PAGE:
In addition to weapons, the new vehicle is equipped with a thermal sight with a laser rangefinder. Other potential combat modules can include heavy machine guns and automatic grenade launchers. BMP personnel carriers have been a mainstay for the Soviet and later Russian armed forces since the 1960s, with thousands supplied for export all over the world. Numerous BMP upgrades and variants continue to serve with dozens of international forces and have participated in practically all major military conflicts since the line's initial 1967 unveiling. This vehicle remains the mainstay of many land armies, and is expected to operate for decades to come.

According to Lenta.ru, the designers decided to get rid of the turret and its 100mm gun -- the weapon choice of the original BMP-3 -- in order to increase the crew capacity of the new machine, which can now transport seven to 14 people. In a 2016 interview with the magazine Moscow Defense Brief, Alexey Losev, the head of export department and planning for Tractor Plants Corp. (KTZ), said that the company took the initiative and designed the vehicle at its own expense, adding that a prototype is scheduled to appear in the Army 2016 military forum this September. According to Lozev, there is already an export potential -- Indonesia recently expressed interest in the new vehicle.

Cyber Specialists and Future Force Structure: “Jemes” & “Soldier 2040”

August 31, 2016

Cyber Specialists and Future Force Structure: “Jemes” & “Soldier 2040”

The need for personnel in the Army grows and shrinks; the need for firepower never shrinks. We see firepower needs in a new light today, with the struggle to find clear success nullifying non-lethal actions such as cyber-attack. The four concerns of digital warfare have now become five with the addition of hacking. As weapons platforms become increasingly digital, the risk from electronic interference becomes increasingly troublesome—including hacking, jamming, and even hijacking of remote platforms.

As we redefine fires to include non-lethal effects, we must also redefine the Soldiers on the battlefield. The author of this story suggests that the current system of specialization will become obsolete. Future Soldier training and expertise must include not only warfare tasks but operation of automated and remote platforms. This requires training unlike anything our military has to date; the control of these systems alone will change the very meaning of “Soldier.”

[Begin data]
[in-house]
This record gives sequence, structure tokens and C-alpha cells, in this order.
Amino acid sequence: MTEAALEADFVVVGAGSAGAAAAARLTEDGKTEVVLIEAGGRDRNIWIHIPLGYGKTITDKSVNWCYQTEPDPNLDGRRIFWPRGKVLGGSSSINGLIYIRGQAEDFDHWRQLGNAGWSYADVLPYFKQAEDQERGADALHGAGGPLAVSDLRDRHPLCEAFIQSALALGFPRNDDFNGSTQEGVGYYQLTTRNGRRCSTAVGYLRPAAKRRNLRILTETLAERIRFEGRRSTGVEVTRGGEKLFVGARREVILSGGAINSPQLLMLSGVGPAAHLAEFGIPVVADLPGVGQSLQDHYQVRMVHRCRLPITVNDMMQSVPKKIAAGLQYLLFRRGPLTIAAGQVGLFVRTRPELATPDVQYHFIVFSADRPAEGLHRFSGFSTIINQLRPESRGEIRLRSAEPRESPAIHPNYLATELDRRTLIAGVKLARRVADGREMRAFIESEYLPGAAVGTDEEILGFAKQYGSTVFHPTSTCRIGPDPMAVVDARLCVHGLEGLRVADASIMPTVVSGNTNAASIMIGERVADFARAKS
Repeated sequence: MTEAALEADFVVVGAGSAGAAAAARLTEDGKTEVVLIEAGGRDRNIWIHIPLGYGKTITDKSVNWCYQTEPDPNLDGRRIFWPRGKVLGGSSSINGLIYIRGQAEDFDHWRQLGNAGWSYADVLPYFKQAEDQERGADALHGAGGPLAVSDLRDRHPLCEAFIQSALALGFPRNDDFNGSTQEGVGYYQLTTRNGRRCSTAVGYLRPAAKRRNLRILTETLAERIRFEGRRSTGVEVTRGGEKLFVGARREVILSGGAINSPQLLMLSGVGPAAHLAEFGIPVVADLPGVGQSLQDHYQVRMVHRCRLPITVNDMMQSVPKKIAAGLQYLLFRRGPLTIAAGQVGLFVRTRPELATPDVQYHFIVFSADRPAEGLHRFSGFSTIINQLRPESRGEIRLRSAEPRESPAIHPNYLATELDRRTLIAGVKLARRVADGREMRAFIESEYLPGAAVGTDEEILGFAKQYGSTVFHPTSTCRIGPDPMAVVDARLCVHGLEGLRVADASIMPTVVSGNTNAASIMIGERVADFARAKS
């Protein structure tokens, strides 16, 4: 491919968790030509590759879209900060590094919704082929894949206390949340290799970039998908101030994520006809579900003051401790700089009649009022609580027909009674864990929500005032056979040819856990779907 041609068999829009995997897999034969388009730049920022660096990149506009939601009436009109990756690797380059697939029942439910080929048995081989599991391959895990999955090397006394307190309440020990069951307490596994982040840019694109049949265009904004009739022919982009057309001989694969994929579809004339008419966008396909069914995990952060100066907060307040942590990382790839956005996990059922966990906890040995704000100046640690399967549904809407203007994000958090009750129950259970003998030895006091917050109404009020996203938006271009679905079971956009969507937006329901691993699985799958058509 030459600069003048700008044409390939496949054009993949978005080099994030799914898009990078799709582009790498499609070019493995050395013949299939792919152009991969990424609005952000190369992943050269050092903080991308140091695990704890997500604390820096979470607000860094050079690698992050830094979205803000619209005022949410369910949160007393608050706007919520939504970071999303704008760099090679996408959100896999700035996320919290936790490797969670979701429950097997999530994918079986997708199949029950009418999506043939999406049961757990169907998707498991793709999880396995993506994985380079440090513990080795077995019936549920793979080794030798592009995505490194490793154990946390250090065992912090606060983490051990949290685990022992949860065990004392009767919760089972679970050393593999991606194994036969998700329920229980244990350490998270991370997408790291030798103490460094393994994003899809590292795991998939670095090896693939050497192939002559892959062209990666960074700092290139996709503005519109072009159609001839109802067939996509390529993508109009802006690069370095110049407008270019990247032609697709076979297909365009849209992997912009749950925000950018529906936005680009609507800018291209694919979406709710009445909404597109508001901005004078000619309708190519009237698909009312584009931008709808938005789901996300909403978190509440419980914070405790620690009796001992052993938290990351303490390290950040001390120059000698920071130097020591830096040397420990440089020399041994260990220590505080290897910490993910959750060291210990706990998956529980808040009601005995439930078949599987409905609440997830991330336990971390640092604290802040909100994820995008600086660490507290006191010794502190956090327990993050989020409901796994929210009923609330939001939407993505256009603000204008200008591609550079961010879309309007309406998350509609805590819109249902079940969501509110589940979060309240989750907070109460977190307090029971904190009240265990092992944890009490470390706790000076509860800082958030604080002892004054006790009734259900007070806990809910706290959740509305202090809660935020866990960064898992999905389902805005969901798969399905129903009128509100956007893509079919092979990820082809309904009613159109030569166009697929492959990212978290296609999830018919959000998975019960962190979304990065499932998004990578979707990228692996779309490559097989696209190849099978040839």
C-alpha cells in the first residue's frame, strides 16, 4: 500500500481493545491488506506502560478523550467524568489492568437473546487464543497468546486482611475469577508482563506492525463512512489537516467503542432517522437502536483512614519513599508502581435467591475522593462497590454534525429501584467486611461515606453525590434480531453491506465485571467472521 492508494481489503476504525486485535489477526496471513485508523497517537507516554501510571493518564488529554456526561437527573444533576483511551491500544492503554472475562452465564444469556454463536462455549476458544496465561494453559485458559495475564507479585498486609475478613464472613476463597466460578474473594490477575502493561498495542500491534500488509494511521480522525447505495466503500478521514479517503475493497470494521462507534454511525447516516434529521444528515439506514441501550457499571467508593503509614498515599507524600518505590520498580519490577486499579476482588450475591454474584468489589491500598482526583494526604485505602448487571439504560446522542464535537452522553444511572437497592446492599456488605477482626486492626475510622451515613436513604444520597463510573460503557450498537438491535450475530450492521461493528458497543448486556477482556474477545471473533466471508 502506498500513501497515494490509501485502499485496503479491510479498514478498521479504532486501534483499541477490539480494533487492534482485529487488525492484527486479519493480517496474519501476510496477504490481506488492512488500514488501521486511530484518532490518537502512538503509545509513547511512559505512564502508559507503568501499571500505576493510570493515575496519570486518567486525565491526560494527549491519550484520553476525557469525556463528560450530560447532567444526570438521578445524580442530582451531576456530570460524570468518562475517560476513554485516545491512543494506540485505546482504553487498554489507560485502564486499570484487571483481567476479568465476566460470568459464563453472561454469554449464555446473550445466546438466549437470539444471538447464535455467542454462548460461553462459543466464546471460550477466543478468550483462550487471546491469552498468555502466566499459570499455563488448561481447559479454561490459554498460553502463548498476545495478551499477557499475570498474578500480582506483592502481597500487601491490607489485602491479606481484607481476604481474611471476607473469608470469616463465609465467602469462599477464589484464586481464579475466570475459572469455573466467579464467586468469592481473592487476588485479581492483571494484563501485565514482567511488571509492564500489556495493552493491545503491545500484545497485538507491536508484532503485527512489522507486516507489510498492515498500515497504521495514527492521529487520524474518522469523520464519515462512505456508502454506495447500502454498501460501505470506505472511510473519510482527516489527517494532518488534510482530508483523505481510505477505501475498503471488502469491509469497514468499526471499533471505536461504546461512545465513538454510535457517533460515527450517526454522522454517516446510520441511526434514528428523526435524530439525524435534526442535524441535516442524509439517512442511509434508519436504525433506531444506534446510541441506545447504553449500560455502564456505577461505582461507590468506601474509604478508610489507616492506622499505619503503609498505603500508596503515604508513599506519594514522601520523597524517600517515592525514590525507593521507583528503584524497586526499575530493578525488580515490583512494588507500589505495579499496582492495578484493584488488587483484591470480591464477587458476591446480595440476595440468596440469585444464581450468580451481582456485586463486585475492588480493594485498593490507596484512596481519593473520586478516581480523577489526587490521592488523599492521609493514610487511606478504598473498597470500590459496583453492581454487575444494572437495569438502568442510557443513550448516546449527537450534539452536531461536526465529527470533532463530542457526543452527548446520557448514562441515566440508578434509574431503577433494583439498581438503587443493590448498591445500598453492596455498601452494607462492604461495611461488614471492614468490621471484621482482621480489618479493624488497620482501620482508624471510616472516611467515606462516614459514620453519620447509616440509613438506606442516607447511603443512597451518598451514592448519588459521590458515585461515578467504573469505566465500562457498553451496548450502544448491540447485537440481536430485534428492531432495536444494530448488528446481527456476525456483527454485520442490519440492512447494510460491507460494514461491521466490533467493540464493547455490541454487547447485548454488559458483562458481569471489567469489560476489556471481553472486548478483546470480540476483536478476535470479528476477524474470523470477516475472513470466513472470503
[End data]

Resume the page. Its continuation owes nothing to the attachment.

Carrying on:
Will the current trend towards virtual reality continue into the realm of neural implants as the author of “Jemes” and “Soldier 2040” suggests? Is this essentially the same as directly weaponizing the Soldier? One thing seems certain, in the feasible world created by this author, even command and control may become a weapon.

The heat, the flies, the teeming hordes in massive cities, and the insufferable sand in everything — all because New Middle East oil was no longer needed to power the world. Jemes looked down at his wrist after feeling the unmistakable tingle of an incoming notification from his Task Force (TF) leader. Putting down his multipurpose weapon, careful not to bend the electronic leads that powered the encephalonic disruptors, Jemes thought again what a pain it was to be on this mission in the New Middle East. But the Integrated Communities of the United States of America and the Associate Politikos voted overwhelmingly to deploy this military mission to restore order in area where the few remaining world powers, and some “wannabes,” conducted proxy wars for the last two decades.

Space Warfare: Deterrence, Dissuasion and the Law of Armed Conflict

August 30, 2016

We humans have a habit of allowing the latest technological marvels to overwhelm our more critical strategic sense. 

Early in his administration, President Barack Obama emphasized that space is vital to U.S. national interests. Both the U.S. Department of Defense and the intelligence community underscored this same point, while also highlighting the increasingly congested, contested, and competitive nature of space. Despite all this official focus on space, U.S. military and intelligence leaders remain worried that American satellites are vulnerable to attack, because countries — like China — have been developing anti-satellite weapons capable of attacking vital U.S. space assets.